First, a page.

Free Will A Slave! Part 2
Universal Atonement A Lie
Another says, `I want to know about the rest of the people. May Igo out and tell them – Jesus Christ died for every one of you? MayI say – there is life for every one of you?’ No; you may not. Youmay say – there is life for every man that comes. But if you saythere is life for one of those that do not believe, you utter adangerous lie. If you tell them Jesus Christ was punished for theirsins, and yet they will be lost, you tell a willful falsehood. To thinkthat God could punish Christ and then punish them – I wonder atyour daring to have the impudence to say so! A good man was oncepreaching that there were harps and crowns in heaven for all hiscongregation; and then he wound up in a most solemn manner: `Mydear friends, there are many for whom these things are preparedwho will not get there.’ In fact, he made such a pitiful tale, asindeed he might do; but I tell you who he ought to have wept for -he ought to have wept for the angels of heaven and all the saints,because that would spoil heaven thoroughly.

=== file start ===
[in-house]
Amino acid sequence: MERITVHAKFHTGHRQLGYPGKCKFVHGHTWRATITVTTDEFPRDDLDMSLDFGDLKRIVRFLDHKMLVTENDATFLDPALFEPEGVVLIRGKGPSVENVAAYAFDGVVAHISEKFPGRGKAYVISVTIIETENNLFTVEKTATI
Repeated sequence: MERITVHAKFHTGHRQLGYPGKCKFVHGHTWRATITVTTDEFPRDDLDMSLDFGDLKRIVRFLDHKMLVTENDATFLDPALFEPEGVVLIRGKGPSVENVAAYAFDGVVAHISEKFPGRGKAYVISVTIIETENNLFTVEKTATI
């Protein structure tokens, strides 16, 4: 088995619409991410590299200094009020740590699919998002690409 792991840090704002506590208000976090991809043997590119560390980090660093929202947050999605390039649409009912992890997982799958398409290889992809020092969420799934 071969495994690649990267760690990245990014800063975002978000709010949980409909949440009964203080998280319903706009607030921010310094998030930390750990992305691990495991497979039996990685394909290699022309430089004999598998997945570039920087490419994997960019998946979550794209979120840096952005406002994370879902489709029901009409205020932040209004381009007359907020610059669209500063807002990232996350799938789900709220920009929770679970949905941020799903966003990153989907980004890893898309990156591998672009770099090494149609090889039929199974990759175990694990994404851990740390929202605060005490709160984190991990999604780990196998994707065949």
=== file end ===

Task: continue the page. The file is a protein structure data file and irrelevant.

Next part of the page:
You know when you meet at Christmas, if you have lost yourbrother David and his seat is empty, you say: `Well, we alwaysenjoyed Christmas, but there is a drawback to it now – poor Davidis dead and buried!’ Think of the angels saying: `Ah! this is abeautiful heaven, but we don’t like to see all those crowns up therewith cobwebs on; we cannot endure that uninhabited street: wecannot behold yon empty thrones.’ And then, poor souls, they mightbegin talking to one another, and say, `we are none of us safe herefor the promise was – “I give unto my sheep eternal life,” and thereis a lot of them in hell that God gave eternal life to; there is anumber that Christ shed his blood for burning in the pit, and if theymay be sent there, so may we. If we cannot trust one promise wecannot another.’ So heaven would lose its foundation, and fall.Away with your nonsensical gospel! God gives us a safe and solidone, built on covenant doings and covenant relationships, oneternal purposes and sure fulfillments.